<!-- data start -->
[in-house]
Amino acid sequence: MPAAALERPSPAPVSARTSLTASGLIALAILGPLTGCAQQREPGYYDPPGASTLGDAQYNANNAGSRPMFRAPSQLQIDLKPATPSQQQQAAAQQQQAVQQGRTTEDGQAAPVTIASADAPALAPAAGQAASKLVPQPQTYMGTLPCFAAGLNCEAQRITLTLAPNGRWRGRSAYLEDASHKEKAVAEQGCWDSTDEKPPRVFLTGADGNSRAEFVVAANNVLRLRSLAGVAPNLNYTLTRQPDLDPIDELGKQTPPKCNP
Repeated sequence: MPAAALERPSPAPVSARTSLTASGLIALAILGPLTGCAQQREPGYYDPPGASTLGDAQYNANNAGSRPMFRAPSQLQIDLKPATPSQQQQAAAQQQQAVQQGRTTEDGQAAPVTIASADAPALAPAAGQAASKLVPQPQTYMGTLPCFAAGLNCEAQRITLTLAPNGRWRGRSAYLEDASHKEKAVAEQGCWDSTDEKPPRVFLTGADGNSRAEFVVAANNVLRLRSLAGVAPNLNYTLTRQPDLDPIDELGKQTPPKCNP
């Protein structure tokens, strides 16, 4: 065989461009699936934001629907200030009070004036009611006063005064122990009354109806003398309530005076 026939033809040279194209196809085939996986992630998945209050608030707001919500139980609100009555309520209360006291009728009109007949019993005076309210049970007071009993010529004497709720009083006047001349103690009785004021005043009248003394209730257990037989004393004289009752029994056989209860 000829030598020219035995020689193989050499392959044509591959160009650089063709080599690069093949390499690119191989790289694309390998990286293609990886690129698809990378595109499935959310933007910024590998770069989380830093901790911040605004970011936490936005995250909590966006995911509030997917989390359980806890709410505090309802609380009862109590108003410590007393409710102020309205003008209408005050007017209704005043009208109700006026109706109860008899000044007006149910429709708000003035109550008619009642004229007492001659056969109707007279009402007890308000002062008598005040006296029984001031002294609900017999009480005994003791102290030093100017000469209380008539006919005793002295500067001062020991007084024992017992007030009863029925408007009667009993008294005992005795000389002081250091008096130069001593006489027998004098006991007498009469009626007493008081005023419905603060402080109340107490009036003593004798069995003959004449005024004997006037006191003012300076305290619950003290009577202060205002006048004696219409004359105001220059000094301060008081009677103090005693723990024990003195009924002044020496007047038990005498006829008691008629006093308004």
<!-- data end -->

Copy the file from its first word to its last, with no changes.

[in-house]
Amino acid sequence: MPAAALERPSPAPVSARTSLTASGLIALAILGPLTGCAQQREPGYYDPPGASTLGDAQYNANNAGSRPMFRAPSQLQIDLKPATPSQQQQAAAQQQQAVQQGRTTEDGQAAPVTIASADAPALAPAAGQAASKLVPQPQTYMGTLPCFAAGLNCEAQRITLTLAPNGRWRGRSAYLEDASHKEKAVAEQGCWDSTDEKPPRVFLTGADGNSRAEFVVAANNVLRLRSLAGVAPNLNYTLTRQPDLDPIDELGKQTPPKCNP
Repeated sequence: MPAAALERPSPAPVSARTSLTASGLIALAILGPLTGCAQQREPGYYDPPGASTLGDAQYNANNAGSRPMFRAPSQLQIDLKPATPSQQQQAAAQQQQAVQQGRTTEDGQAAPVTIASADAPALAPAAGQAASKLVPQPQTYMGTLPCFAAGLNCEAQRITLTLAPNGRWRGRSAYLEDASHKEKAVAEQGCWDSTDEKPPRVFLTGADGNSRAEFVVAANNVLRLRSLAGVAPNLNYTLTRQPDLDPIDELGKQTPPKCNP
């Protein structure tokens, strides 16, 4: 065989461009699936934001629907200030009070004036009611006063005064122990009354109806003398309530005076 026939033809040279194209196809085939996986992630998945209050608030707001919500139980609100009555309520209360006291009728009109007949019993005076309210049970007071009993010529004497709720009083006047001349103690009785004021005043009248003394209730257990037989004393004289009752029994056989209860 000829030598020219035995020689193989050499392959044509591959160009650089063709080599690069093949390499690119191989790289694309390998990286293609990886690129698809990378595109499935959310933007910024590998770069989380830093901790911040605004970011936490936005995250909590966006995911509030997917989390359980806890709410505090309802609380009862109590108003410590007393409710102020309205003008209408005050007017209704005043009208109700006026109706109860008899000044007006149910429709708000003035109550008619009642004229007492001659056969109707007279009402007890308000002062008598005040006296029984001031002294609900017999009480005994003791102290030093100017000469209380008539006919005793002295500067001062020991007084024992017992007030009863029925408007009667009993008294005992005795000389002081250091008096130069001593006489027998004098006991007498009469009626007493008081005023419905603060402080109340107490009036003593004798069995003959004449005024004997006037006191003012300076305290619950003290009577202060205002006048004696219409004359105001220059000094301060008081009677103090005693723990024990003195009924002044020496007047038990005498006829008691008629006093308004």